Meanwhile, last month, Comaroff and his wife released a statement to his professional network denying all impropriety. Shortly thereafter, 38 other Harvard professors — including famous scholars like Henry Louis Gates Jr., Jill Lepore, and Stephen J. Greenblatt — signed on to a letter supporting their colleague. “We the undersigned know John Comaroff to be an excellent colleague, advisor and committed university citizen who has for five decades trained and advised hundreds of Ph.D. students of diverse backgrounds, who have subsequently become leaders in universities across the world,” it read, in part. “We are dismayed by Harvard’s sanctions against him and concerned about its effects on our ability to advise our own students.”
That letter prompted another 73 faculty members to post a counterstatement of their own, expressing their dismay that their colleagues “would openly align themselves against students who have lodged complaints about a tenured professor.” They continued:
As is evident from the letters written in his support, Professor Comaroff is a scholar with a powerful network of friends and colleagues. This raises the question of why three graduate students would go public with their complaints against him and willingly subject themselves to protracted, grueling, and potentially career-ending investigations. In lauding Professor Comaroff’s reputation while failing to consider the complainants’ perspectives, the signatories imply that the students have fabricated their accounts of harassment and retaliation.
… As faculty, we should be demanding better protections and more expedient, transparent, equitable, and independent investigative procedures. We must do so without presuming to know the full findings of confidential investigations or acting in ways that intimidate students and inhibit them from divulging experiences of harm.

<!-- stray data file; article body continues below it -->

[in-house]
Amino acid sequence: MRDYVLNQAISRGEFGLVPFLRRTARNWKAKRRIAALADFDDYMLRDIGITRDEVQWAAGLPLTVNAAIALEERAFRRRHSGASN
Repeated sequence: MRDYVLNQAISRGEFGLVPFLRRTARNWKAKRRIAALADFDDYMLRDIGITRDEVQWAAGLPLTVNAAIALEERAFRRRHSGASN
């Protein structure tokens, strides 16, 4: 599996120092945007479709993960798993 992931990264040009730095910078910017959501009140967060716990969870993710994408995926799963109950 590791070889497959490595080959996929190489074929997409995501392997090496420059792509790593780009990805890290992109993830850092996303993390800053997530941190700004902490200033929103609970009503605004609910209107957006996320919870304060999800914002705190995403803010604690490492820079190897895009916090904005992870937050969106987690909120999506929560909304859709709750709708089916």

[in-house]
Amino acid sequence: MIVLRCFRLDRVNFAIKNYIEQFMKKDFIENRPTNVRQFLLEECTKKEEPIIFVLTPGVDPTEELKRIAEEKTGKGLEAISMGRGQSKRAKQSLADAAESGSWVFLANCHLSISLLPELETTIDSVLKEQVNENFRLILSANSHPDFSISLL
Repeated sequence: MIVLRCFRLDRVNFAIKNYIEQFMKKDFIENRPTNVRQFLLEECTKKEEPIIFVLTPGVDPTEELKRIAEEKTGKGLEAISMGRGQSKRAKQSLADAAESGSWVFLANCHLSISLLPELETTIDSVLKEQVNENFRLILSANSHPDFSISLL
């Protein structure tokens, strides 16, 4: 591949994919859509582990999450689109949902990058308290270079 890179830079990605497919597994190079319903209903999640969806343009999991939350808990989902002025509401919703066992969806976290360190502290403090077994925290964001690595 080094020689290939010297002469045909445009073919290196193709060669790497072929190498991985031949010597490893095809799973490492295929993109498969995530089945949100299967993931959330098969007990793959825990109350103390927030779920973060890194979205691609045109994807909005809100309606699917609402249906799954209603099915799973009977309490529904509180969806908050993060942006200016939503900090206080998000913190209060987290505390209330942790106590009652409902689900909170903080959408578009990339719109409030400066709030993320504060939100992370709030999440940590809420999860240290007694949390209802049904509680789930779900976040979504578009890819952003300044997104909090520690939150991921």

After the lawsuit went public, 35 of the professors who’d publicly supported Comaroff retracted their signatures. “Our concerns were transparency, process and university procedures, which go beyond the merits of any individual case,” they wrote. “We failed to appreciate the impact that this would have on our students, and we were lacking full information about the case. We are committed to all students experiencing Harvard as a safe and equitable institution for teaching and learning.”
Has Comaroff acknowledged the suit?
In a statement to the New York Times, his attorneys said: “Professor Comaroff categorically denies ever harassing or retaliating against any student.” His comments about rape — in a country far away from the one where Kilburn planned to study — were “motivated only by concern for Ms. Kilburn’s well-being and had no romantic or sexual intention,” they said, adding that “Professor Comaroff vehemently disputes” the school’s conclusion that this incident amounted to sexual harassment, “which would cripple faculty members’ ability to use their best academic judgment in advising students about essential safety issues.” They emphasized that the school’s investigations had otherwise cleared him of wrongdoing.
What are the women asking?
They are demanding a jury trial on grounds that Harvard engaged in illegal practices, policies, and procedures and an injunction to prevent them from operating the same way in the future. They are also seeking damages and reimbursement of legal fees.
This article has been updated.